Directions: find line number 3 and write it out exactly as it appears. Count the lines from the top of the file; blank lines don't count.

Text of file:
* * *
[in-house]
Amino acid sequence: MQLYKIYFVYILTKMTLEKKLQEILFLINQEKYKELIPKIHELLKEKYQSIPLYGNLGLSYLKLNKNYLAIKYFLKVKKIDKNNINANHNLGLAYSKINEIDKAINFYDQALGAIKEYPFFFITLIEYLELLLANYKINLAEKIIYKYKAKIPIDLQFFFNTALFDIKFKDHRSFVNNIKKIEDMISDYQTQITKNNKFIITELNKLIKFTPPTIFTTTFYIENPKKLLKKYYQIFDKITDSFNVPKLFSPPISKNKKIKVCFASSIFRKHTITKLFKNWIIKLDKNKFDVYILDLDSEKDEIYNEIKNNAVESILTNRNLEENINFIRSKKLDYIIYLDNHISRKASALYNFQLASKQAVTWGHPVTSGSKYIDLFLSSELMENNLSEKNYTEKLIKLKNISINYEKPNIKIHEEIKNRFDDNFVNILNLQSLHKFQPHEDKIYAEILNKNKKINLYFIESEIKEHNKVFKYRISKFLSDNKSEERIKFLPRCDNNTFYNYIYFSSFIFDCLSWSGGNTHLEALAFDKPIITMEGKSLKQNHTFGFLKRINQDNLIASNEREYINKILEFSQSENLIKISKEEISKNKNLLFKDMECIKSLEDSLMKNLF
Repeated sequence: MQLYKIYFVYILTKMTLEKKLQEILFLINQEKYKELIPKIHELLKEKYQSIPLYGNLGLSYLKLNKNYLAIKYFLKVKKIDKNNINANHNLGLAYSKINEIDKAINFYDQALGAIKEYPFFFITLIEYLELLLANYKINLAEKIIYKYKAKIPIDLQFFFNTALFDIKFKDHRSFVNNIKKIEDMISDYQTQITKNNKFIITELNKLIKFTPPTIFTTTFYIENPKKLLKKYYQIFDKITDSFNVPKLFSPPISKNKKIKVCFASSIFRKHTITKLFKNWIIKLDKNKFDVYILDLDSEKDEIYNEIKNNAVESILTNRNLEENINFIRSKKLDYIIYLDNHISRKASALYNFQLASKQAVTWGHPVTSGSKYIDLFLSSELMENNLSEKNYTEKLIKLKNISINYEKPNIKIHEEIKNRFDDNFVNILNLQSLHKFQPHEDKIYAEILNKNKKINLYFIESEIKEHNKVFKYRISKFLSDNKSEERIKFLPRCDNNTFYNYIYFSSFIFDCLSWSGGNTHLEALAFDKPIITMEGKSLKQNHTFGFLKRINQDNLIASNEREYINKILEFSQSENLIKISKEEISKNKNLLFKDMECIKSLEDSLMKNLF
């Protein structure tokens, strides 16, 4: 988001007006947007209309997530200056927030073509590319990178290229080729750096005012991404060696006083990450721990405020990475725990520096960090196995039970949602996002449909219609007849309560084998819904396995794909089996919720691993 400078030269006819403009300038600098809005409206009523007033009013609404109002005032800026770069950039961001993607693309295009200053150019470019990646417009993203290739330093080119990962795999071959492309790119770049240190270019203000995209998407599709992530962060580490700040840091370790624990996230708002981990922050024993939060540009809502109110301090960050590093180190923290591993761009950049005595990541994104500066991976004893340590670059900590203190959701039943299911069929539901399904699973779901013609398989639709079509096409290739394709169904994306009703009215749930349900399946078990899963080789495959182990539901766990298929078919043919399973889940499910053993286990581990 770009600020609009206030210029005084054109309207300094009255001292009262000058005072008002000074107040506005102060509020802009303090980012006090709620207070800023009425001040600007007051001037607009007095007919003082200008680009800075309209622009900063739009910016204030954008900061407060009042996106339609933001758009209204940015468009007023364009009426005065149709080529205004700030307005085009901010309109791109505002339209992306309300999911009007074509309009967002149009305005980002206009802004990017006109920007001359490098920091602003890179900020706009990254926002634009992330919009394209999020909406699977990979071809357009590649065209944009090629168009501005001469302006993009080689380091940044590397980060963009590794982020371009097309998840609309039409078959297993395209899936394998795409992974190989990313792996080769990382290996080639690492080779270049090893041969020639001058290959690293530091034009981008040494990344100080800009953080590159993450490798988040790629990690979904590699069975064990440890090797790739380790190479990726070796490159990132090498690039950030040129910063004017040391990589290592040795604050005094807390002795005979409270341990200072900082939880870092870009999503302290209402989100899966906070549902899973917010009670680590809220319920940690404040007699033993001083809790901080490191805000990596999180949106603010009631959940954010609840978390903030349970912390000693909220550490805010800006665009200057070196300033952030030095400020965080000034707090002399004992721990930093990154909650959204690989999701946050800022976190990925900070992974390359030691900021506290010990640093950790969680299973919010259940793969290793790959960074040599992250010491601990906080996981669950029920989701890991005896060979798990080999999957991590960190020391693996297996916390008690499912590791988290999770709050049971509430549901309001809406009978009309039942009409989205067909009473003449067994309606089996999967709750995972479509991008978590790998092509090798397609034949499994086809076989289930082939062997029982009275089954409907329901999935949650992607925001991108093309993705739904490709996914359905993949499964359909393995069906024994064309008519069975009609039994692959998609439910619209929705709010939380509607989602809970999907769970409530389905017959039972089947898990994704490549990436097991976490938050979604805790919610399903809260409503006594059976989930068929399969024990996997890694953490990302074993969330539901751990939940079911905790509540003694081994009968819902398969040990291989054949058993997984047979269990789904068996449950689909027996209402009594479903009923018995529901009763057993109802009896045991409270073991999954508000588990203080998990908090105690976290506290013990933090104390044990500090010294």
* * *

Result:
Repeated sequence: MQLYKIYFVYILTKMTLEKKLQEILFLINQEKYKELIPKIHELLKEKYQSIPLYGNLGLSYLKLNKNYLAIKYFLKVKKIDKNNINANHNLGLAYSKINEIDKAINFYDQALGAIKEYPFFFITLIEYLELLLANYKINLAEKIIYKYKAKIPIDLQFFFNTALFDIKFKDHRSFVNNIKKIEDMISDYQTQITKNNKFIITELNKLIKFTPPTIFTTTFYIENPKKLLKKYYQIFDKITDSFNVPKLFSPPISKNKKIKVCFASSIFRKHTITKLFKNWIIKLDKNKFDVYILDLDSEKDEIYNEIKNNAVESILTNRNLEENINFIRSKKLDYIIYLDNHISRKASALYNFQLASKQAVTWGHPVTSGSKYIDLFLSSELMENNLSEKNYTEKLIKLKNISINYEKPNIKIHEEIKNRFDDNFVNILNLQSLHKFQPHEDKIYAEILNKNKKINLYFIESEIKEHNKVFKYRISKFLSDNKSEERIKFLPRCDNNTFYNYIYFSSFIFDCLSWSGGNTHLEALAFDKPIITMEGKSLKQNHTFGFLKRINQDNLIASNEREYINKILEFSQSENLIKISKEEISKNKNLLFKDMECIKSLEDSLMKNLF